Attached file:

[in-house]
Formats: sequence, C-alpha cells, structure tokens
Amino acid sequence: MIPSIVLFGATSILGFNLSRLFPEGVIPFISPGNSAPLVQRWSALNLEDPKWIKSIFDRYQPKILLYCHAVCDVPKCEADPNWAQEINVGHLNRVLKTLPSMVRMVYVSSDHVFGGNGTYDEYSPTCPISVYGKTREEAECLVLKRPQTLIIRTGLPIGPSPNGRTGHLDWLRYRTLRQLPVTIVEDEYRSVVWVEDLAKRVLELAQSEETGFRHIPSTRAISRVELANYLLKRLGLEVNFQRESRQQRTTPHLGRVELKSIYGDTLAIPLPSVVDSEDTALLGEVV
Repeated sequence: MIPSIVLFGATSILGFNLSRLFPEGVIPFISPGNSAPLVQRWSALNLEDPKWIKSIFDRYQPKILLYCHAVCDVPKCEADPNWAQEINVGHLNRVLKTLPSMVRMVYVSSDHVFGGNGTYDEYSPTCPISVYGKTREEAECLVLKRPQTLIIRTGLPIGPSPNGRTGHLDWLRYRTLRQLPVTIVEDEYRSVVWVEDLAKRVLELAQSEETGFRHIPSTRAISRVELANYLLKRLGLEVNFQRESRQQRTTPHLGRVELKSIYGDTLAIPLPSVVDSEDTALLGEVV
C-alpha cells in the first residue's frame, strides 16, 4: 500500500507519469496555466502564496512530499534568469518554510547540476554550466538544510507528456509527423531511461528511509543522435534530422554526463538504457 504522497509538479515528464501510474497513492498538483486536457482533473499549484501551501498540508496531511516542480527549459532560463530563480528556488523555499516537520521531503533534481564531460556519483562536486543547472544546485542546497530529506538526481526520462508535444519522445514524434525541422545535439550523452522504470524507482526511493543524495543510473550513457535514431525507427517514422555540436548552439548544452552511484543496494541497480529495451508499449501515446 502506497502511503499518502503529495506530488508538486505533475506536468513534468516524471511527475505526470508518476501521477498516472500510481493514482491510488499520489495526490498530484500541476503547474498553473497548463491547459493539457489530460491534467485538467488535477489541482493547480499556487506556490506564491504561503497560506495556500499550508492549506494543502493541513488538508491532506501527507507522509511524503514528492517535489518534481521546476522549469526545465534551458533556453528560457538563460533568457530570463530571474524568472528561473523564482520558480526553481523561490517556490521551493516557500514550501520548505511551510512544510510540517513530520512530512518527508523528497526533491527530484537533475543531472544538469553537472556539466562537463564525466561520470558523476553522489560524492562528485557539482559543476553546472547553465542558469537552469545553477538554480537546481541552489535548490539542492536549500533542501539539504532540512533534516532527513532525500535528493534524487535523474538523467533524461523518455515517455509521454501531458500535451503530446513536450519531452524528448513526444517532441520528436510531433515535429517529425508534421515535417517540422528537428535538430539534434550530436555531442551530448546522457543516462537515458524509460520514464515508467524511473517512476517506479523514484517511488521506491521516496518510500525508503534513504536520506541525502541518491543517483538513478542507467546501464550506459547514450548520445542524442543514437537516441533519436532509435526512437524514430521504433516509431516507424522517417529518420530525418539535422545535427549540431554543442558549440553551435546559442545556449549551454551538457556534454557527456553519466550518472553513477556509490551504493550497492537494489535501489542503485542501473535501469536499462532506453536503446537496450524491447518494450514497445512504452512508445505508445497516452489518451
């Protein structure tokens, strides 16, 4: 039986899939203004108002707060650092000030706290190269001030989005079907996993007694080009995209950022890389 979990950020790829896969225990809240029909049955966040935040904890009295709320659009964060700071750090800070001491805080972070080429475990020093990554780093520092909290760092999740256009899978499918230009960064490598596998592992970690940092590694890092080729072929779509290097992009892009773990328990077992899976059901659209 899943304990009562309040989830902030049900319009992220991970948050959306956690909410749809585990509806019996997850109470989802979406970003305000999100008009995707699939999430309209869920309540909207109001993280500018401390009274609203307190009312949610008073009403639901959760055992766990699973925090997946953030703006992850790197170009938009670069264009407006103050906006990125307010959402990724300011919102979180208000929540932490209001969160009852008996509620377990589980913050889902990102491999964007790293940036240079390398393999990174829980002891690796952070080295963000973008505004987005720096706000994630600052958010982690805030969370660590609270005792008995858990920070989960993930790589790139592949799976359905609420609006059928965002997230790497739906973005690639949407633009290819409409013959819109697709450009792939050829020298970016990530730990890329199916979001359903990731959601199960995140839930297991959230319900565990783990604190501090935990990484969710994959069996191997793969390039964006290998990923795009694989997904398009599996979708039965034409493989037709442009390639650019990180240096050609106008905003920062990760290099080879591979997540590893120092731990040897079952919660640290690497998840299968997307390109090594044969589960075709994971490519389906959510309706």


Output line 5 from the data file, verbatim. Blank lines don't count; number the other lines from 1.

C-alpha cells in the first residue's frame, strides 16, 4: 500500500507519469496555466502564496512530499534568469518554510547540476554550466538544510507528456509527423531511461528511509543522435534530422554526463538504457 504522497509538479515528464501510474497513492498538483486536457482533473499549484501551501498540508496531511516542480527549459532560463530563480528556488523555499516537520521531503533534481564531460556519483562536486543547472544546485542546497530529506538526481526520462508535444519522445514524434525541422545535439550523452522504470524507482526511493543524495543510473550513457535514431525507427517514422555540436548552439548544452552511484543496494541497480529495451508499449501515446 502506497502511503499518502503529495506530488508538486505533475506536468513534468516524471511527475505526470508518476501521477498516472500510481493514482491510488499520489495526490498530484500541476503547474498553473497548463491547459493539457489530460491534467485538467488535477489541482493547480499556487506556490506564491504561503497560506495556500499550508492549506494543502493541513488538508491532506501527507507522509511524503514528492517535489518534481521546476522549469526545465534551458533556453528560457538563460533568457530570463530571474524568472528561473523564482520558480526553481523561490517556490521551493516557500514550501520548505511551510512544510510540517513530520512530512518527508523528497526533491527530484537533475543531472544538469553537472556539466562537463564525466561520470558523476553522489560524492562528485557539482559543476553546472547553465542558469537552469545553477538554480537546481541552489535548490539542492536549500533542501539539504532540512533534516532527513532525500535528493534524487535523474538523467533524461523518455515517455509521454501531458500535451503530446513536450519531452524528448513526444517532441520528436510531433515535429517529425508534421515535417517540422528537428535538430539534434550530436555531442551530448546522457543516462537515458524509460520514464515508467524511473517512476517506479523514484517511488521506491521516496518510500525508503534513504536520506541525502541518491543517483538513478542507467546501464550506459547514450548520445542524442543514437537516441533519436532509435526512437524514430521504433516509431516507424522517417529518420530525418539535422545535427549540431554543442558549440553551435546559442545556449549551454551538457556534454557527456553519466550518472553513477556509490551504493550497492537494489535501489542503485542501473535501469536499462532506453536503446537496450524491447518494450514497445512504452512508445505508445497516452489518451